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DeepAttacks and IoT could be 2019's top security threats

(Image credit: Image source: Shutterstock/Sergey Nivens)

We can expect to see a lot more of those DeepAttack types of malicious activity online in the coming year. This is according to a new report by Avast, based on more than a million malicious files a day, and more than two billion attacks a month.

Avast says hackers will be employing the powers of AI a lot more in 2019, placing DeepAttacks on the spotlight. With DeepAttacks, hackers use AI-generated content to evade AI security controls. Do you know that fake Obama video (opens in new tab)? Something like that.

Besides DeepAttacks, Avast also points its fingers on smart home devices. It says smart home appliances will be almost inevitable in the coming years, and cybersecurity in these devices is, almost by default, an afterthought, as hackers target the IoT.

Hackers will continue attacking routers, as well as mobile devices.

“This year, we celebrated the 30th anniversary of the World Wide Web. Fast forward thirty years and the threat landscape is exponentially more complex, and the available attack surface is growing faster than it has at any other point in the history of technology,” said Ondrej Vlcek, President of Consumer at Avast.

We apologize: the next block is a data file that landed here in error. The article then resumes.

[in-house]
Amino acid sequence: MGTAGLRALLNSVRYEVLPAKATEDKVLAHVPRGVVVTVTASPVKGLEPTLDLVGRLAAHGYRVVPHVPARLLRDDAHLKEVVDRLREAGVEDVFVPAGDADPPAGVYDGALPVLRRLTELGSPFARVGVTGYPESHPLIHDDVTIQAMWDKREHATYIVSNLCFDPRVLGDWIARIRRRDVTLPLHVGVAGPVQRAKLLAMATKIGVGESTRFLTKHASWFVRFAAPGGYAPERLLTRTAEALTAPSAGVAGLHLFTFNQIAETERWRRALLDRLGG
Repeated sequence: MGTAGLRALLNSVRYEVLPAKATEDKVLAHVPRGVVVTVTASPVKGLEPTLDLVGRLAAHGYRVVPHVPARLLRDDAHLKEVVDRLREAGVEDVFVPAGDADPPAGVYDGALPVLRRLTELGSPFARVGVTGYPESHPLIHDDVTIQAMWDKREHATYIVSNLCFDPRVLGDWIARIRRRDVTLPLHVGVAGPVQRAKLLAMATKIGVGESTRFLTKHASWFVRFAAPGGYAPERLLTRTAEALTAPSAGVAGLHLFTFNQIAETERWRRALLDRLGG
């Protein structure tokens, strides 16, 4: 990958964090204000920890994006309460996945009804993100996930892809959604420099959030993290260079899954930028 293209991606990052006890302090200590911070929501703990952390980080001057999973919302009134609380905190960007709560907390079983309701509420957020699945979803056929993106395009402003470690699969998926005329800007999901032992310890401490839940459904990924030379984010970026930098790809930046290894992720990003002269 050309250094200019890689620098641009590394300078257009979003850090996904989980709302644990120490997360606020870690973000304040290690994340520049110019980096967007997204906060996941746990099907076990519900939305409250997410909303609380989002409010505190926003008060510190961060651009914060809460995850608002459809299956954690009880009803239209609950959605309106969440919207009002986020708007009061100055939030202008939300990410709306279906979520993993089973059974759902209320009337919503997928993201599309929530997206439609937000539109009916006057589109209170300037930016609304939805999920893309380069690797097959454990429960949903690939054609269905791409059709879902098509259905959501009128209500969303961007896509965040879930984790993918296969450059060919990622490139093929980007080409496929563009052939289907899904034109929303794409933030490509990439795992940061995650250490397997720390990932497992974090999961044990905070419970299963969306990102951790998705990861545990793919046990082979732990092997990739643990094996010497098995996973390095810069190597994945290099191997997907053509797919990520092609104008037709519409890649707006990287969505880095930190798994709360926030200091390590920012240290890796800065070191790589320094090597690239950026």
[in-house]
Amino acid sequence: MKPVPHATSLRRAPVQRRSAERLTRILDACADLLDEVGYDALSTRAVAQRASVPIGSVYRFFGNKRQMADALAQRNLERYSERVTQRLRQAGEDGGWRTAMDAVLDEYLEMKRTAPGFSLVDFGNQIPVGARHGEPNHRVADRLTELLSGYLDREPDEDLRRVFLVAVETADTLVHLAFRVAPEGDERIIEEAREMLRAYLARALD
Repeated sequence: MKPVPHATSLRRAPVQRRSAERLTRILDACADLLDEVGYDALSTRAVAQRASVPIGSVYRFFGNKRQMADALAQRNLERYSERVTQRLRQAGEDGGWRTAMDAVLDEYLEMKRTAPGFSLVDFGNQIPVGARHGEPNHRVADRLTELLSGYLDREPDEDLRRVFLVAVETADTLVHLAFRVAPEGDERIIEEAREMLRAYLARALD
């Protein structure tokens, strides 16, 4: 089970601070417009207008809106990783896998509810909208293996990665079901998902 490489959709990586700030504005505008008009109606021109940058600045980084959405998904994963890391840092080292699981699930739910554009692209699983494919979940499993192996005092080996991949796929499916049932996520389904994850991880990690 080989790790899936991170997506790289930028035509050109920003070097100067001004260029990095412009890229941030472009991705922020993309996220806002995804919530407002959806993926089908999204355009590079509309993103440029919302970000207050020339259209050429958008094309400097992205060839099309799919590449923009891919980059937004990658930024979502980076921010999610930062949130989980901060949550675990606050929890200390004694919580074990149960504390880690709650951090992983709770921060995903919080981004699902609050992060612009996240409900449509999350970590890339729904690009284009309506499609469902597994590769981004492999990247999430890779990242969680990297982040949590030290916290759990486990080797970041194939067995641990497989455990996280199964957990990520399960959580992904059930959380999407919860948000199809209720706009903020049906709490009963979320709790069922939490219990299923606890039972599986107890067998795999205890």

“PC viruses, while still a global threat, have been joined by a multitude of malware categories that deliver more attacks. People are acquiring more and varied types of connected devices, meaning every aspect of our lives could be compromised by an attack. Looking ahead to 2019, these trends point to a magnification of threats through these expanding threat surfaces.”

Image source: Shutterstock/Sergey Nivens

Sead Fadilpašić is a freelance tech writer and journalist with more than 17 years experience writing technology-focussed news, blogs, whitepapers, reviews, and ebooks. And his work has featured in online media outlets from all over the world, including Al Jazeera Balkans (where he was a Multimedia Journalist), Crypto News, TechRadar Pro, and IT Pro Portal, where he has written news and features for over five years. Sead's experience also includes writing for inbound marketing, where he creates technology-based content for clients from London to Singapore. Sead is a HubSpot-certified content creator.